Without wishing to cast any aspersions on university students and student nurses, one can readily imagine that a great deal of intimate contact will inevitably take place. Whether it does or it does not, the Council’s Duty of Care has to consider the risk of the new development becoming a Petri dish for the cultivation of the virus.
Surely the Hospital Trust would express disbelief that their employees were to be exposed to the virus in this way and then risk bringing it back into their hospital workplaces? The no-win/no-fee legal claims industry would have a field day. Even without the NHS involvement, is it wise to site 200+ students in the densest community in the Borough that comprises predominantly the most vulnerable residents whom you are entrusted to serve?
Many of the 200+ students will own and use cars in which to commute to the Coventry University campus. My information is that residents have been lobbying Councillor Janet JEFFERSON [Ind.] (the long-standing Castle Ward Councillor and Portfolio Holder for Corporate Resources) on this point., but JJ is between a rock and a hard place, given her reliance on the Leader’s good graces.
Have you asked York Health Trust, who are a party to your business plan, if they are still prepared to allow their employees, whom they have a duty of care, if they are happy for them to cohabit with CU students in the light of this fundamental change of circumstances that was not a consideration in the agreement which is now not fit for purpose. If not, shall I?
Whether or not Mr CORRIGAN does so (which I may never know), I certainly shall. I expect those preparing objections to the Planning Application (20/02167/FL) to do the same.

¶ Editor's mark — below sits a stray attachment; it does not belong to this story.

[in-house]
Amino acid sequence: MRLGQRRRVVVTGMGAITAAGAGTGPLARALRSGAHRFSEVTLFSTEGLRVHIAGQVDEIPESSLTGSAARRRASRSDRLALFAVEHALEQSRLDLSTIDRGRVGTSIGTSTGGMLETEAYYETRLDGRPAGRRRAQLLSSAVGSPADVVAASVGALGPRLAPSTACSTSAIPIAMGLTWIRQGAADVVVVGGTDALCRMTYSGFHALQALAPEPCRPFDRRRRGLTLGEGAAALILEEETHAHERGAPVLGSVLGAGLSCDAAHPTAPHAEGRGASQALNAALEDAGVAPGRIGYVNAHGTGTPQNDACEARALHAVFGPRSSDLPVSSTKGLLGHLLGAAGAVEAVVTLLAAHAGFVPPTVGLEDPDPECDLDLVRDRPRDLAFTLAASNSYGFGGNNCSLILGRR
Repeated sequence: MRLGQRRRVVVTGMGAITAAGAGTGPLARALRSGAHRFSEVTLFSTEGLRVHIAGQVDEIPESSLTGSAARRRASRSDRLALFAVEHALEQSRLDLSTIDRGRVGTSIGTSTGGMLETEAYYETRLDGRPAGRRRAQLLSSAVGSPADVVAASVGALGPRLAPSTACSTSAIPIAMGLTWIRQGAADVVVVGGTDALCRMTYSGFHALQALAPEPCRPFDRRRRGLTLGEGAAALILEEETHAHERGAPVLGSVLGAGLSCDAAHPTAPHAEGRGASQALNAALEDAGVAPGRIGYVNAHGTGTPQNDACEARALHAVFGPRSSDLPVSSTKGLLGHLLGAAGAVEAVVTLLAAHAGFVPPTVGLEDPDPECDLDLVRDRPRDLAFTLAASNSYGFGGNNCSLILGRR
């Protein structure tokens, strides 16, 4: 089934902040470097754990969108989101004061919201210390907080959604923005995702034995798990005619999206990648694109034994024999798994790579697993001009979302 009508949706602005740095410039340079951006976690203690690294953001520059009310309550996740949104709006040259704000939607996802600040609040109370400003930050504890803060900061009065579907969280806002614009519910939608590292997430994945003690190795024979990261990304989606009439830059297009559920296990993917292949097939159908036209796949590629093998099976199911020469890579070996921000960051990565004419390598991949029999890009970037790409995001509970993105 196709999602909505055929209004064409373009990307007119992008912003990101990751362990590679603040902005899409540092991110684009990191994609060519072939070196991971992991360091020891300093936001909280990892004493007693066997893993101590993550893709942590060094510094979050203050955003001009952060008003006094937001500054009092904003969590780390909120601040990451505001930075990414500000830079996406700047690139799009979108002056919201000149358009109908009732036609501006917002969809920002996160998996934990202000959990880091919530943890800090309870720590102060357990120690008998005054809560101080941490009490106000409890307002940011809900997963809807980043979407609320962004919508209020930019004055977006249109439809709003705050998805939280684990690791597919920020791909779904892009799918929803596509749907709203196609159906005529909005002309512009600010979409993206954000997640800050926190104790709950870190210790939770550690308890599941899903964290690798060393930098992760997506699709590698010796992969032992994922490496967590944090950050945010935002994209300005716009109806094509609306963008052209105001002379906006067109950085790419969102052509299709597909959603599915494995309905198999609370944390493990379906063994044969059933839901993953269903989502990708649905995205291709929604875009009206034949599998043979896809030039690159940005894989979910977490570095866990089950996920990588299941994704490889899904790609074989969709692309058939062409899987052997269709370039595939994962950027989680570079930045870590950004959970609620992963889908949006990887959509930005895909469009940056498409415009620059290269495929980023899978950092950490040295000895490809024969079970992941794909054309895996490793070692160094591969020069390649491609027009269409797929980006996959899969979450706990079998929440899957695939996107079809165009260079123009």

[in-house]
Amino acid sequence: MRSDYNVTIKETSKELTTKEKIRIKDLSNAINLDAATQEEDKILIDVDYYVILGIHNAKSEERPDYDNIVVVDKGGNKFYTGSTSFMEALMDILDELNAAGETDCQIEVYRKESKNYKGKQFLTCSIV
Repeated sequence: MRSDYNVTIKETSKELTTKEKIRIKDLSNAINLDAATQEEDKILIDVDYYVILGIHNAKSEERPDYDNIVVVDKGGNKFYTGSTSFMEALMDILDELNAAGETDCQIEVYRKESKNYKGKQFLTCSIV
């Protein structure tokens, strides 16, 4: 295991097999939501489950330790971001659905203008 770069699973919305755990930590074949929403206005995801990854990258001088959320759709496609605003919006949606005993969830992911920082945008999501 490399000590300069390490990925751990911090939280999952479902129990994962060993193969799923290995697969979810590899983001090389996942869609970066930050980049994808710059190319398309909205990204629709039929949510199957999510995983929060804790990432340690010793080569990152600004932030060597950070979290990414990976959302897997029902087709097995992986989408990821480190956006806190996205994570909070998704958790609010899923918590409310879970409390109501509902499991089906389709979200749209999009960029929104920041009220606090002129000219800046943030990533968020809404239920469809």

It is beyond doubt that the financing of the Argos development is extremely tight with the most minimal margin of error. We are living through the biggest crisis the Country has experienced since World War 2 and yet you are ignoring this.
Mr CORRIGAN refrains from commenting to the effect that Councillor SIDDONS (and, in fact, the entire Council) will be history in 18 months, but the ratepayers will not. It is we who will pick up the tab for SIDDONS’ flagship folly.
I am certainly not anti students or against diversification. On the contrary, I fully support the principles. It is the right thing in the wrong place which incidentally unnecessarily impacts on the cost of delivery.
The logical and most cost effective site would have been the former Comet store and carpark for many many reasons. Consider this, if Travelodge CVA is not successful and we end up with VP most of the CU students could be accommodated in the 140 rooms and removes the reliance of York Health Trusts involvement. A further benefit is it could be delivered on time. The timescale for Argos is now behind your stated delivery schedule and the planning application has not yet even been validated.
This very sensible Comet suggestion could only have come from a person who knows Scarborough intimately, not from a disparate Johnny-Come-Lately crew of from Leicester, Brighton, Stockton or Redcar & Cleveland.
The deadlines by your own admission are extremely tight, exposing us to potential penalties.
What if the decision was to be challenged by way of a Judicial Review? This is a real and potential, identifiable and known probable risk that would delay the project for 6 to 18 months, successful or not!